“It is amazing how stove bursts kill only the wife; not the mother-in-law, not the sister-in-law and surely not the husband,” said Vimochana's Donna Fernandez.
Her sarcastic comment is in reaction to the disturbing statistics compiled by her colleagues at Vimochana who found that 8,205 women were treated for burns at the government-run Victoria Hospital in the city in the last 10 years.
Many cases unreported
The report also shows that 87.26 per cent or 6,043 of the 6,925 victims between 2003 and 2010 were married. And one in every four victims was between 25 and 29 years of age. A parameter that was added post-2005 found that most of the victims were married for less than two years. Satya, who played a key role in the study, admits that these numbers are by no means comprehensive and several cases go unreported.
The report, still in its formative stages, was put through a process of consultation on Tuesday, where suggestions for improvement were invited from a cross-section of activists, doctors and lawyers.
While the participants raised certain concerns about the methodology employed and pointed out some grey areas that needed further research, nobody was in doubt they were staring at a set of grave numbers.
Dubious police role
Some of these are murders, some abetted suicides, rarely stove bursts though largely recorded as cooking accidents and stove bursts. Ms. Satya, who has interviewed an average of 40 victims each month at the Victoria Hospital for the last 10 years, said that the police helped the offenders escape in most cases.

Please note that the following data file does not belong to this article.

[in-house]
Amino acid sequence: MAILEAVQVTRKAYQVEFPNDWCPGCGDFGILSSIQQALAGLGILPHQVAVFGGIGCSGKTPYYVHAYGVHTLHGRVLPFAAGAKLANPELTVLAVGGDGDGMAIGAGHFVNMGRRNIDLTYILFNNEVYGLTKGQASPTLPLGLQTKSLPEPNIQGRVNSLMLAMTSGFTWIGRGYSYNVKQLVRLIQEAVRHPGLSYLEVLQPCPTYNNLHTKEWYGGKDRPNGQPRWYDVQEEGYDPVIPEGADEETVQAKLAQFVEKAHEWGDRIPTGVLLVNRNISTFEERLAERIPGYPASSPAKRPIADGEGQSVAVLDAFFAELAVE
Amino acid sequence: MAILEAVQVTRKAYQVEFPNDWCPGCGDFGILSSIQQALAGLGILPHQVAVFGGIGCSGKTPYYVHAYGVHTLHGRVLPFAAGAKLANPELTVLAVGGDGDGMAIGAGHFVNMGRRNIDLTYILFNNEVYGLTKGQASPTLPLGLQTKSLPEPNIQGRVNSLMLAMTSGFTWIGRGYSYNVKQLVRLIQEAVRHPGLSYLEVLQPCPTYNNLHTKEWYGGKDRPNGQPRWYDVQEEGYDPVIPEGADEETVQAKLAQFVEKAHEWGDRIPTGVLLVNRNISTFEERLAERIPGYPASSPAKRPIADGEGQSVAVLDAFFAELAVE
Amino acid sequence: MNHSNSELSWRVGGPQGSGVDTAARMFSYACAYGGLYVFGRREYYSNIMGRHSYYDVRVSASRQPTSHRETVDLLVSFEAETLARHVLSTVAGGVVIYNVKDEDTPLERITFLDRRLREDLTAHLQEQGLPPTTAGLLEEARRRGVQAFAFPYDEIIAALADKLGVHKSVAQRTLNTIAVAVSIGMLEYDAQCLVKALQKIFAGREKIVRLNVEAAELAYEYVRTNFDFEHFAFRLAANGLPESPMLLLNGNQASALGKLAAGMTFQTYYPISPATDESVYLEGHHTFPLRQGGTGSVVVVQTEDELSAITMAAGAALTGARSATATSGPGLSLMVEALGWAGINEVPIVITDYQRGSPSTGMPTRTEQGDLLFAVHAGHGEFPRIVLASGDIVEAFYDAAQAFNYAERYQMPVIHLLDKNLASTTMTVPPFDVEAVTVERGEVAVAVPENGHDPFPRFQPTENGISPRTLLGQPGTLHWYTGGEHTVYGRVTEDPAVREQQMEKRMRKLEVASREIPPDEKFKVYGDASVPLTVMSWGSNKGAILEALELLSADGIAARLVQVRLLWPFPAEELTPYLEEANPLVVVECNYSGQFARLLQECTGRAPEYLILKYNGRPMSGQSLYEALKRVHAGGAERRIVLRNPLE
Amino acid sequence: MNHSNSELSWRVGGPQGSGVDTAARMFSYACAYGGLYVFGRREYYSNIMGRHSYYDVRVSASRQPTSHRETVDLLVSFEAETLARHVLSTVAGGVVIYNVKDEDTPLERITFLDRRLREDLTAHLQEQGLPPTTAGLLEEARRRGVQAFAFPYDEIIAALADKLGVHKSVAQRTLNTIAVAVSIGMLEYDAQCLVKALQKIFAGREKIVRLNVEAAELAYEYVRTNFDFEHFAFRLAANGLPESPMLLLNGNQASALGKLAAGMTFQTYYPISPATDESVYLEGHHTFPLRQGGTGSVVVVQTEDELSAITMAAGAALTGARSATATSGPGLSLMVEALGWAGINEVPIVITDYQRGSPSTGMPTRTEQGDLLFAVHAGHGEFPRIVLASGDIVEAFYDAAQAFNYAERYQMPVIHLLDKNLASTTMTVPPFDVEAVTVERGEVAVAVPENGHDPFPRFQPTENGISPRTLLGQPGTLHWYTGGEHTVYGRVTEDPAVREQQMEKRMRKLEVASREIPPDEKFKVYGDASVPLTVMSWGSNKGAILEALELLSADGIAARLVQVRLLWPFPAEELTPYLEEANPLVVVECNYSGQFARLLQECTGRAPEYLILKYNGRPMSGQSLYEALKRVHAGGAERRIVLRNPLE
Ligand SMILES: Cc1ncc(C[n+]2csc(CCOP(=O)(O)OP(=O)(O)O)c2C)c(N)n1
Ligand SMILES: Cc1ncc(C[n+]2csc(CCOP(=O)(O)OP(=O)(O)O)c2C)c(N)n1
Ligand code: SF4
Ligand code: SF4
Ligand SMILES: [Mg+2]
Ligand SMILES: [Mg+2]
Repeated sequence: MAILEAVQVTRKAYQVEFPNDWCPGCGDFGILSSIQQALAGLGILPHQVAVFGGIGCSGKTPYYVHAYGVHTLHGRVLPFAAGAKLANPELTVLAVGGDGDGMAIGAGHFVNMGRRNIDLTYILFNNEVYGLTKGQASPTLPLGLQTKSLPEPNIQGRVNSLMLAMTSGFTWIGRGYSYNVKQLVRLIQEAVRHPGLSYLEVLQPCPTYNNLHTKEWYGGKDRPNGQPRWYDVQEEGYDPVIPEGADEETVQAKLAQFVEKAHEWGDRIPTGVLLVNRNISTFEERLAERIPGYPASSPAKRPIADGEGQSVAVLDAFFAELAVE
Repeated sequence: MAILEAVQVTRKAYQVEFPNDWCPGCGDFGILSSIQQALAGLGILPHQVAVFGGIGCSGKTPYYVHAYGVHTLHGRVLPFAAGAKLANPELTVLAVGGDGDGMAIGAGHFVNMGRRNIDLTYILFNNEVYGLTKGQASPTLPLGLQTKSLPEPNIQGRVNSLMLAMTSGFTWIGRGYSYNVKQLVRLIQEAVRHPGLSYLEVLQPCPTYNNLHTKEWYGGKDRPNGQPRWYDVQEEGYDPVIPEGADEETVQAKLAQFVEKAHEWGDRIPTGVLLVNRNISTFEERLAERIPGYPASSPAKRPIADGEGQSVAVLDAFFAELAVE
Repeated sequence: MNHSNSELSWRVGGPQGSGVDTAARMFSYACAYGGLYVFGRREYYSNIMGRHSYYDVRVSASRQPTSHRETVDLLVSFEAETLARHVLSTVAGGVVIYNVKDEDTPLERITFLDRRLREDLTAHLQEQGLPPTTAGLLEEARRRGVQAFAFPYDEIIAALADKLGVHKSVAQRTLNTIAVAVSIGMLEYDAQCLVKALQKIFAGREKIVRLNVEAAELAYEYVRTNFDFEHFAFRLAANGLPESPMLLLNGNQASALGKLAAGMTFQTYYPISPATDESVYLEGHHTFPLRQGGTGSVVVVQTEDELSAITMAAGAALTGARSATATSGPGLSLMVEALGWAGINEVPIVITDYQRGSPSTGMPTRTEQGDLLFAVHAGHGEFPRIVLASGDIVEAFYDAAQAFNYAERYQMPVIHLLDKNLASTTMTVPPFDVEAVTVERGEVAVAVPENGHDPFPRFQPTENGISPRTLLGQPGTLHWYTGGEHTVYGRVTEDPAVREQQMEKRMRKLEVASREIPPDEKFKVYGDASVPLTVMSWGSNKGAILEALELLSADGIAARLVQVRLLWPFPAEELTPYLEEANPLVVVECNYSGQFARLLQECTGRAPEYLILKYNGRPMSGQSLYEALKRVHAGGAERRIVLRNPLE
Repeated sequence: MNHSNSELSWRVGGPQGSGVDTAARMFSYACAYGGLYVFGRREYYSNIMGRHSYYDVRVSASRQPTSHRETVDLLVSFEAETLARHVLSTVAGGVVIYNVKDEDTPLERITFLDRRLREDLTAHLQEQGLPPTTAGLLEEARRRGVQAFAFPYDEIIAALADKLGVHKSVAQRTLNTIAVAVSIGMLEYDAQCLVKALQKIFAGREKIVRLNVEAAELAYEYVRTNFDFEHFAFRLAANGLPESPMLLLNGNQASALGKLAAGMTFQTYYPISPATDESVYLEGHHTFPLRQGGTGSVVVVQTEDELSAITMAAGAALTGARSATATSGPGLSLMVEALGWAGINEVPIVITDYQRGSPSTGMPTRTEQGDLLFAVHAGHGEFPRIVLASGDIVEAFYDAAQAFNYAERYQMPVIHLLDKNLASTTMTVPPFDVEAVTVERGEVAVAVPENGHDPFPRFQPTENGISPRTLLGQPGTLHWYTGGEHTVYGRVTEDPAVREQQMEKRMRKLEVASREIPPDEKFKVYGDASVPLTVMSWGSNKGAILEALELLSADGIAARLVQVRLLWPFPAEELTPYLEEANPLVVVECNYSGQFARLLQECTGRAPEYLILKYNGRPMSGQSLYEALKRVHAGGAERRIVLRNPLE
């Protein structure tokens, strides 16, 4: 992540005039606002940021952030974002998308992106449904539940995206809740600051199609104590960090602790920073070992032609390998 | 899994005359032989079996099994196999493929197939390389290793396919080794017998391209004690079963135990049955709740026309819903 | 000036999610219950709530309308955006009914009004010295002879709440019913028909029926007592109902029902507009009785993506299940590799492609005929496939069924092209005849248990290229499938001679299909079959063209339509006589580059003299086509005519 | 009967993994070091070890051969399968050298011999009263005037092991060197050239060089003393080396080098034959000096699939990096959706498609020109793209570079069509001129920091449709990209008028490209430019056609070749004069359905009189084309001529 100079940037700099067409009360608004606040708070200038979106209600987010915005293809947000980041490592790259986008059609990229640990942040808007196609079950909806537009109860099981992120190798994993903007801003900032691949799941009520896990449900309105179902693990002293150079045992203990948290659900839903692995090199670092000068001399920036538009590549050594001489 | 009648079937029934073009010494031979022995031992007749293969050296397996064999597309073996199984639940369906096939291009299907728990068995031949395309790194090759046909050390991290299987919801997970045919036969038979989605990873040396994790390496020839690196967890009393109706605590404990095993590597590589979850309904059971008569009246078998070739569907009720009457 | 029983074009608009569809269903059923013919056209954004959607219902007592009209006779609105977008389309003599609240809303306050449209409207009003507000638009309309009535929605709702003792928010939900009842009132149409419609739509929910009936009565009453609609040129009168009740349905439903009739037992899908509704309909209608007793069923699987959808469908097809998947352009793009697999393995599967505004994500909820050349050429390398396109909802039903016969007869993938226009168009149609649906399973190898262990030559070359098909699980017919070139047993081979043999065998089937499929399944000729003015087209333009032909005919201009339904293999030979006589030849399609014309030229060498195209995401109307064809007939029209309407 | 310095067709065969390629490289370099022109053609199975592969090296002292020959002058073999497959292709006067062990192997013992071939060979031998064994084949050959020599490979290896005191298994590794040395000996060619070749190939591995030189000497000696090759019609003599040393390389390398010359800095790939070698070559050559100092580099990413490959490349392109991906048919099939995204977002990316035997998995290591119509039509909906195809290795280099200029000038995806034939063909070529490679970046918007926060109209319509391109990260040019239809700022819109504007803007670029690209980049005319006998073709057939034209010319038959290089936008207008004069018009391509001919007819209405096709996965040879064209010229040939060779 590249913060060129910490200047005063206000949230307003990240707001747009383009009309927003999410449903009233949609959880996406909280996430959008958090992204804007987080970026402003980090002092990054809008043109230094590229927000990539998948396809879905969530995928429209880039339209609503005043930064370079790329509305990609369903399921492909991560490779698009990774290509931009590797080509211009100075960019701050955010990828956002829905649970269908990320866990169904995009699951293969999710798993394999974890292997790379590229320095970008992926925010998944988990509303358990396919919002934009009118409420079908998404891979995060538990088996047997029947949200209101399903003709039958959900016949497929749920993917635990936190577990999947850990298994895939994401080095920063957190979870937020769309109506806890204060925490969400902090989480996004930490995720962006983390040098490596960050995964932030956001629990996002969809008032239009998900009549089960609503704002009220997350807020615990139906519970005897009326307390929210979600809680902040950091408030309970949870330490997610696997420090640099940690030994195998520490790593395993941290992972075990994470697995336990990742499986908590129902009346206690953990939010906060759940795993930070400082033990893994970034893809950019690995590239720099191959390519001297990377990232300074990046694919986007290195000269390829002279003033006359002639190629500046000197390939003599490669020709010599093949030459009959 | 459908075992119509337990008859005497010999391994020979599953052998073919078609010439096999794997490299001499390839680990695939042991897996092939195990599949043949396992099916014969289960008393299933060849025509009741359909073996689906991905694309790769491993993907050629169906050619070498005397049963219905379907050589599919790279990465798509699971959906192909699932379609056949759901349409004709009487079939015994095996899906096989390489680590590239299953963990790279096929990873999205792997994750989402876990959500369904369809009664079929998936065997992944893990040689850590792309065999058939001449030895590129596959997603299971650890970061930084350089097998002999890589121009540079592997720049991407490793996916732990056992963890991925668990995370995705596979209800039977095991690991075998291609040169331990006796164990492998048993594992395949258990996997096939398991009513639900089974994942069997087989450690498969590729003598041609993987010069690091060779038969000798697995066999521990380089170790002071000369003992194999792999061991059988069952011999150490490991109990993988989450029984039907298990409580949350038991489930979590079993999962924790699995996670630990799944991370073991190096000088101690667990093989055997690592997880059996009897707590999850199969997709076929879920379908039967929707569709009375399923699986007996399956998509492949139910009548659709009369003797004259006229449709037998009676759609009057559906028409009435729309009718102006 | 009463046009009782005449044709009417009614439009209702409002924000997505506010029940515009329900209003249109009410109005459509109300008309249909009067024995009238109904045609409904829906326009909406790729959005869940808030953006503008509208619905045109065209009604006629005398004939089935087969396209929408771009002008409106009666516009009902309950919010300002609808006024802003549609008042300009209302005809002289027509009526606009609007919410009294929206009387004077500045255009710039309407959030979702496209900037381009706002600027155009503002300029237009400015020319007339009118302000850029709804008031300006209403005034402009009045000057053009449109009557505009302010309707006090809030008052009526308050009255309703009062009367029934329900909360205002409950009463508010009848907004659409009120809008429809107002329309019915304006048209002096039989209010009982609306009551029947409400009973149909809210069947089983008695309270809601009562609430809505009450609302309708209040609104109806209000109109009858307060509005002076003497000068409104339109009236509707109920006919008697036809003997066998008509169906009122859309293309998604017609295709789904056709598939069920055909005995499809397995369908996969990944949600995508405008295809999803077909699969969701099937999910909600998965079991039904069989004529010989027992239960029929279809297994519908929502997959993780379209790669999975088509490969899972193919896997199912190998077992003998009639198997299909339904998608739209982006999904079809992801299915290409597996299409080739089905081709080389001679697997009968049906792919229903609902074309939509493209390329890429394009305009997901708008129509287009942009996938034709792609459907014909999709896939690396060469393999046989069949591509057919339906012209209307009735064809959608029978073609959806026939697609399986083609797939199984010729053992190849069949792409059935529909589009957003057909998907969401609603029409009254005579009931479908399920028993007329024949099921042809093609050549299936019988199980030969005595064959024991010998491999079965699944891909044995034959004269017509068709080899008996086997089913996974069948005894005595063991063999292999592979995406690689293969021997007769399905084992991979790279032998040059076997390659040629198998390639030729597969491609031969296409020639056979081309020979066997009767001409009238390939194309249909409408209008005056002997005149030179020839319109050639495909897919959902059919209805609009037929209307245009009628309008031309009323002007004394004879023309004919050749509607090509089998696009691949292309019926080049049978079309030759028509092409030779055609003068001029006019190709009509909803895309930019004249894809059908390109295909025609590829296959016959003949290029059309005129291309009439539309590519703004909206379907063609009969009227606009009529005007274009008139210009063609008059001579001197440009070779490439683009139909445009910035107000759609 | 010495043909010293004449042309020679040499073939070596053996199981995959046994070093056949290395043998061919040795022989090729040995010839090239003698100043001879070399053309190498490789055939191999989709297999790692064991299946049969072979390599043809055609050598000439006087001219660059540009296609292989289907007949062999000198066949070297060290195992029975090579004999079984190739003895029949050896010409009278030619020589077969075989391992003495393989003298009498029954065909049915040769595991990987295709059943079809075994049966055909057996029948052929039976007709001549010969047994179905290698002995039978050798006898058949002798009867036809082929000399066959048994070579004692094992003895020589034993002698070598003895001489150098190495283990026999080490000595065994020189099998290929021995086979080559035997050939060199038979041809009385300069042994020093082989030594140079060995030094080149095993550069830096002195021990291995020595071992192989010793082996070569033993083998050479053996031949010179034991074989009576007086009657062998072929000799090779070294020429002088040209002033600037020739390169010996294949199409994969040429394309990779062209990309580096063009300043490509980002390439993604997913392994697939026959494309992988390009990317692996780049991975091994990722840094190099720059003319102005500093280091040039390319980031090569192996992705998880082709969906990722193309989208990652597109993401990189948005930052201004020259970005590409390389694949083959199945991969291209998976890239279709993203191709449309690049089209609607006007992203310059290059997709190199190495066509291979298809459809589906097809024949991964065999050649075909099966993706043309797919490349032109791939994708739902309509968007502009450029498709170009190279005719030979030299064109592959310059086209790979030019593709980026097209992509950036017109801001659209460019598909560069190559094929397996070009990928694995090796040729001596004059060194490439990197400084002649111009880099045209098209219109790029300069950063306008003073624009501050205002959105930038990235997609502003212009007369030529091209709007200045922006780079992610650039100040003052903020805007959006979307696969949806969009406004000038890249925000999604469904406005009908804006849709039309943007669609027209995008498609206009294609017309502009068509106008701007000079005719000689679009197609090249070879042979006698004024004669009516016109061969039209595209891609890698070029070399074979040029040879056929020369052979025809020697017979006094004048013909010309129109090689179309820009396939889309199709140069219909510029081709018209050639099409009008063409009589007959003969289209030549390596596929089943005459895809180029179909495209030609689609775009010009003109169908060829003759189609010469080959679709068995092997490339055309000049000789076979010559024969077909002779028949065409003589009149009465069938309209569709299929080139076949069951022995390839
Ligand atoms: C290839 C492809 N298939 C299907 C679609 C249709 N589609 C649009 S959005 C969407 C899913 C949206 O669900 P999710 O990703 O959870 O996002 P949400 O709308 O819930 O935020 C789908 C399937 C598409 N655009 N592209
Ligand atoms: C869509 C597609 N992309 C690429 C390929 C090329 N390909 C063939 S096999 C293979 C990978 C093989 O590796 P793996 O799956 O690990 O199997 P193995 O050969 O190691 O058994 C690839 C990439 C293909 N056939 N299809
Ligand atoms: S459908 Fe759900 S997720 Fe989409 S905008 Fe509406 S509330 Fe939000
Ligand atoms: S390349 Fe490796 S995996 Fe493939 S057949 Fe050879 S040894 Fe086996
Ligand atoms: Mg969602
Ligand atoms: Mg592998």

“In several cases the police never visited the site and based their enquiry solely on the statement of the victim, who is most of the time tutored,” she said. She started visiting the homes of the victims where she found damning evidence of foul play.
“Stoves are supposed to burst in kitchens,” she said. But in several cases, where the family had claimed that the burns occurred due to stove burst, she found that the burning had happened in the bathroom or living room.
Over-emphasis by the police on the victim's dying statement was identified as a serious problem area. Lamenting the legal system that leans in favour of these last statements of victims, lawyer Aarti Mundkur said that the police don't bother to collect circumstantial or material evidence.
The aspect of law that criminalises suicides was also criticised. “In order to save the victim from further harassment by the law, the police also register suicides as accidents,” said one participant. But by this, the people who drove the woman to take the extreme step go scot-free.
A break-up of the class, caste, community, geographic region and educational qualification of the victims is likely to be some of the improvements to the study in the coming days.